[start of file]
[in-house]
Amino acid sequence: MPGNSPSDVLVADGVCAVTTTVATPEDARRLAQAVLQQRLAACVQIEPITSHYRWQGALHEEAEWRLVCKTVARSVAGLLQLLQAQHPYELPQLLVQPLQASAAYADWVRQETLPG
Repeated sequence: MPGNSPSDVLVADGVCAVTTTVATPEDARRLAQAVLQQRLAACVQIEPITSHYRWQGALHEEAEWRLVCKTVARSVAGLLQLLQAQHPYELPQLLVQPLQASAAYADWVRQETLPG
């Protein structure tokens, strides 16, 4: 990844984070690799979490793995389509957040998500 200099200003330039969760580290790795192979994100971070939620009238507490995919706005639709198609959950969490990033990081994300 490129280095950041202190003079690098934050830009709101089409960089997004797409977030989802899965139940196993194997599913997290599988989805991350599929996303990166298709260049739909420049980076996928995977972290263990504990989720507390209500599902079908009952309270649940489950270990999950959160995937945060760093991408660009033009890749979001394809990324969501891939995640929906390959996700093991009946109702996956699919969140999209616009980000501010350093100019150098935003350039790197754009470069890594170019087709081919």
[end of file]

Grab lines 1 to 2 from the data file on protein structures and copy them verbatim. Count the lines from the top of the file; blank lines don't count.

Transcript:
[in-house]
Amino acid sequence: MPGNSPSDVLVADGVCAVTTTVATPEDARRLAQAVLQQRLAACVQIEPITSHYRWQGALHEEAEWRLVCKTVARSVAGLLQLLQAQHPYELPQLLVQPLQASAAYADWVRQETLPG